�  Expedited processing on arrival through special APEC lanes
�  Each economy retains the sovereign right to exercise control over entry and exit of individuals.

ASEAN: Visa-Free Travel
This arrangement, for all ASEAN citizens, has been in use for some years now. It consists of waiving visa requirements for travel within ASEAN. In some special ports of entry, such as the Bangkok International Airport, special lanes have been set up for ASEAN passport holders. Some countries outside ASEAN, such as Laos, are extending the same privilege to ASEAN citizens.

Australia: Computerized Visas
Computerized visas have been introduced for U.S. and Singapore citizens traveling by air from Singapore to Australia. Upon acquiring the air ticket from a travel agent in Singapore, the passenger's name is introduced into the system. Once the passenger arrives in Australia, he or she is cleared for entry without requiring a stamp on the passport. Within the next two years, Australia intends to introduce this system for passengers coming from Japan, the United States, Great Britain and Germany.

United States: Visa Waiver Program and Speedy Entry System Five APEC member economies are already participants in the U.S. Visa Waiver Program (Canada, Brunei Darussalam, Japan, New Zealand and Australia), whose nationals do not need non-immigrant visas to enter the U.S. Non-immigrants from other APEC member economies are eligible to receive 10-year, multiple entry visas and visitors can stay in the U.S. for up to six months during each entry. The visa is renewable without leaving the country. The U.S. implements the INSPASS system at selected airports to expedite entry. Frequent business travelers who already hold U.S. visas can apply for machine-readable INSPASS cards that allow them to bypass congested lines.

APEC Central Registry for Trademarks and Patents
Inadequate protection of intellectual property rights hinders technology transfer, the development of high-technology industries, and investment. We call on the Economic Leaders to establish and implement mechanisms and procedures to ensure that these rights are adequately protected. Specifically, we ask them to:
- Endorse the establishment of an APEC Central Registry for Trademarks and Patents.
Such a Registry would be a mark of APEC's commitment to promote respect for the integrity of proprietary information. It would serve as a practical resource for businesses and governments throughout the region. It would enable governments to ensure that the use of intellectual property is being carried out in full compliance with the obligations due to registered holders of patents, trademarks and other forms of intellectual property.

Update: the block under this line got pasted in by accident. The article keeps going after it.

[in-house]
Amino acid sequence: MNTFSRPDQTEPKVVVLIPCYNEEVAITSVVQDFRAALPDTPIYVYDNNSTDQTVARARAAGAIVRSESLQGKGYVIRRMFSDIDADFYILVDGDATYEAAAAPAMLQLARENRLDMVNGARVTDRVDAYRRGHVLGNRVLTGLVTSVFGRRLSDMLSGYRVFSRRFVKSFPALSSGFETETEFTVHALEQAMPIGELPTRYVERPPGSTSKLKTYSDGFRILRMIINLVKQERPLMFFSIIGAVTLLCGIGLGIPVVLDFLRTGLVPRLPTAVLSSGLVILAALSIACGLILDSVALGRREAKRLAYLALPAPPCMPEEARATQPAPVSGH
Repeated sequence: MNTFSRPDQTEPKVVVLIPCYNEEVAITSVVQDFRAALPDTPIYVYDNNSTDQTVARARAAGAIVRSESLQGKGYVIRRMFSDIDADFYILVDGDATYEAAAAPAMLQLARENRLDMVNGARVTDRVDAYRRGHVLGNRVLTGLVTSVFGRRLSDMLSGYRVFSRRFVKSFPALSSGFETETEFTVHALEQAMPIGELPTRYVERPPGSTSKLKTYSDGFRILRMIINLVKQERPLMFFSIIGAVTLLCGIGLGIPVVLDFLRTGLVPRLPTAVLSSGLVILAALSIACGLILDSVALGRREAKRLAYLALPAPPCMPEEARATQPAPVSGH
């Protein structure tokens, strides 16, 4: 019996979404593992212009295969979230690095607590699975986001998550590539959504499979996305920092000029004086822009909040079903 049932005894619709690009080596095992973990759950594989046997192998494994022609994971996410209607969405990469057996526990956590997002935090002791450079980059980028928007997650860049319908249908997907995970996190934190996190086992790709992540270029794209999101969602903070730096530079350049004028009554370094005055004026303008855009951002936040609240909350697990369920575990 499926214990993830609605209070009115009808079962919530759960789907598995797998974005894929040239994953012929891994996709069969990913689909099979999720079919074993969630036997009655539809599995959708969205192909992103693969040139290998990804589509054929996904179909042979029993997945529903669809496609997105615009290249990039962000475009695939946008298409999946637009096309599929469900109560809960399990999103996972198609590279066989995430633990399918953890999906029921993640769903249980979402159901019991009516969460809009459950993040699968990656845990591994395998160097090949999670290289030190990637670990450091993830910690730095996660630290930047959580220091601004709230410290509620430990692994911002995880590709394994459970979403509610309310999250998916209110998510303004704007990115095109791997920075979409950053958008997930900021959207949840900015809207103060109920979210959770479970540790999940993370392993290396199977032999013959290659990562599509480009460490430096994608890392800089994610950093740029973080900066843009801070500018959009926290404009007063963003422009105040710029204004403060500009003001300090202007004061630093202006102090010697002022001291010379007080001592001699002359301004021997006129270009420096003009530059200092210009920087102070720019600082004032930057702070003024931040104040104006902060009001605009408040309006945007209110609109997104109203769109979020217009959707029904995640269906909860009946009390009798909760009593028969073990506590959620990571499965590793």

- Establish a program of comprehensive cooperation on intellectual property rights.
This program should include the following components: (a) regular exchanges of information on border enforcement and on internal measures to combat the sale and distribution of violative material; (b) identification of member economies' resource needs to fully implement the Uruguay Round Agreement on Trade-Related Intellectual Property Rights (TRIPs) or equivalent obligations; and (c) the provision of technical assistance and training where necessary.
�  Implement the Uruguay Round TRIPs agreement � or equivalent obligations in the case of non-WTO signatories  in the shortest possible time.
This should also be accompanied by credible enforcement and the conduct of public education and awareness campaigns.

Common Professional Standards for Business-Related Service Providers
Trade in business-related professional services is an integral element of international business. The facilitation of such trade is needed for our enterprises to remain globally competitive. We perceive that the main barrier to trade in professional services is the lack of mutual recognition of professional credentials among member economies. To address this barrier, we call on the Economic Leaders to:
Endorse the establishment in 1997 of a set of common professional standards for APEC-wide recognition, to be developed by appropriate professional accreditation bodies, and supported by any necessary legislative measures.
A work program in common accounting standards already exists under the General Agreement on Trade in Services. However, the growth of APEC economies requires rapid movement towards common standards for business-related professions. We call on the Economic Leaders to support initiatives by professional associations to agree on mutual recognition and harmonization criteria and to commit to making needed policy changes. We urge the Economic Leaders to identify in 1997 a set of common standards for business-related professional services that can attain immediate APEC-wide recognition.

Adherence to 100% implementation of the Bogor liberalization goals
APEC governments have already committed themselves to realizing free and open trade and investment in the region no later than 2010 for industrialized economies and 2020 for developing economies, through a concerted voluntary process. APEC should devise a strategy in which governments acknowledge that each of their economies would benefit from cooperation to reduce impediments to international economic transactions; and devise effective ways to help each other overcome impediments. Continued concerted unilateral decisions by APEC governments to reduce trade barriers will in due course help others act correspondingly. We therefore ask the Economic Leaders to: